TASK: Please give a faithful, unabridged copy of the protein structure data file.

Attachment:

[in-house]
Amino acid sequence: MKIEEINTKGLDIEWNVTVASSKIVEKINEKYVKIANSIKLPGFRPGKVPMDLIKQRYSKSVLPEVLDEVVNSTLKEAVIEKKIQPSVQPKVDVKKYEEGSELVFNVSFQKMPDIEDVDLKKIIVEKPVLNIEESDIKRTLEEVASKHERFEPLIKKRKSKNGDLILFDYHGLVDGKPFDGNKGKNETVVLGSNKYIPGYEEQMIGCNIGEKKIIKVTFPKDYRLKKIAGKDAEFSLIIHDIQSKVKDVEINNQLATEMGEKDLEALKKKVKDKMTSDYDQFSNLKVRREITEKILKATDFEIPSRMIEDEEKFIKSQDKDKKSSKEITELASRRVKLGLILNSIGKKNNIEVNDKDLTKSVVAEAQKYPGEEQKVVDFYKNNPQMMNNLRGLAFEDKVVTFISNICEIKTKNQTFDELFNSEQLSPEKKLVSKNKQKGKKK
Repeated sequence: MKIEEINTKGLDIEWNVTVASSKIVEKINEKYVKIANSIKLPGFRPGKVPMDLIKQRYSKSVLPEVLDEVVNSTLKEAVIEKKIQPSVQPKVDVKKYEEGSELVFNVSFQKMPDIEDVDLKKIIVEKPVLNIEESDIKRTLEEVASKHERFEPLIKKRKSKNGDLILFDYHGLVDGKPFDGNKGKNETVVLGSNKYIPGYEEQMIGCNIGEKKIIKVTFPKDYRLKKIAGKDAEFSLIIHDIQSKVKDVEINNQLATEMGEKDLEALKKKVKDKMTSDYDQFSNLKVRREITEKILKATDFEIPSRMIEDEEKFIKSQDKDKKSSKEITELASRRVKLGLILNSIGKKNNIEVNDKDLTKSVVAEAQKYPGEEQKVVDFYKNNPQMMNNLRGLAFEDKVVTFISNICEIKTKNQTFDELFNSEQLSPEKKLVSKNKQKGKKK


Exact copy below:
[in-house]
Amino acid sequence: MKIEEINTKGLDIEWNVTVASSKIVEKINEKYVKIANSIKLPGFRPGKVPMDLIKQRYSKSVLPEVLDEVVNSTLKEAVIEKKIQPSVQPKVDVKKYEEGSELVFNVSFQKMPDIEDVDLKKIIVEKPVLNIEESDIKRTLEEVASKHERFEPLIKKRKSKNGDLILFDYHGLVDGKPFDGNKGKNETVVLGSNKYIPGYEEQMIGCNIGEKKIIKVTFPKDYRLKKIAGKDAEFSLIIHDIQSKVKDVEINNQLATEMGEKDLEALKKKVKDKMTSDYDQFSNLKVRREITEKILKATDFEIPSRMIEDEEKFIKSQDKDKKSSKEITELASRRVKLGLILNSIGKKNNIEVNDKDLTKSVVAEAQKYPGEEQKVVDFYKNNPQMMNNLRGLAFEDKVVTFISNICEIKTKNQTFDELFNSEQLSPEKKLVSKNKQKGKKK
Repeated sequence: MKIEEINTKGLDIEWNVTVASSKIVEKINEKYVKIANSIKLPGFRPGKVPMDLIKQRYSKSVLPEVLDEVVNSTLKEAVIEKKIQPSVQPKVDVKKYEEGSELVFNVSFQKMPDIEDVDLKKIIVEKPVLNIEESDIKRTLEEVASKHERFEPLIKKRKSKNGDLILFDYHGLVDGKPFDGNKGKNETVVLGSNKYIPGYEEQMIGCNIGEKKIIKVTFPKDYRLKKIAGKDAEFSLIIHDIQSKVKDVEINNQLATEMGEKDLEALKKKVKDKMTSDYDQFSNLKVRREITEKILKATDFEIPSRMIEDEEKFIKSQDKDKKSSKEITELASRRVKLGLILNSIGKKNNIEVNDKDLTKSVVAEAQKYPGEEQKVVDFYKNNPQMMNNLRGLAFEDKVVTFISNICEIKTKNQTFDELFNSEQLSPEKKLVSKNKQKGKKK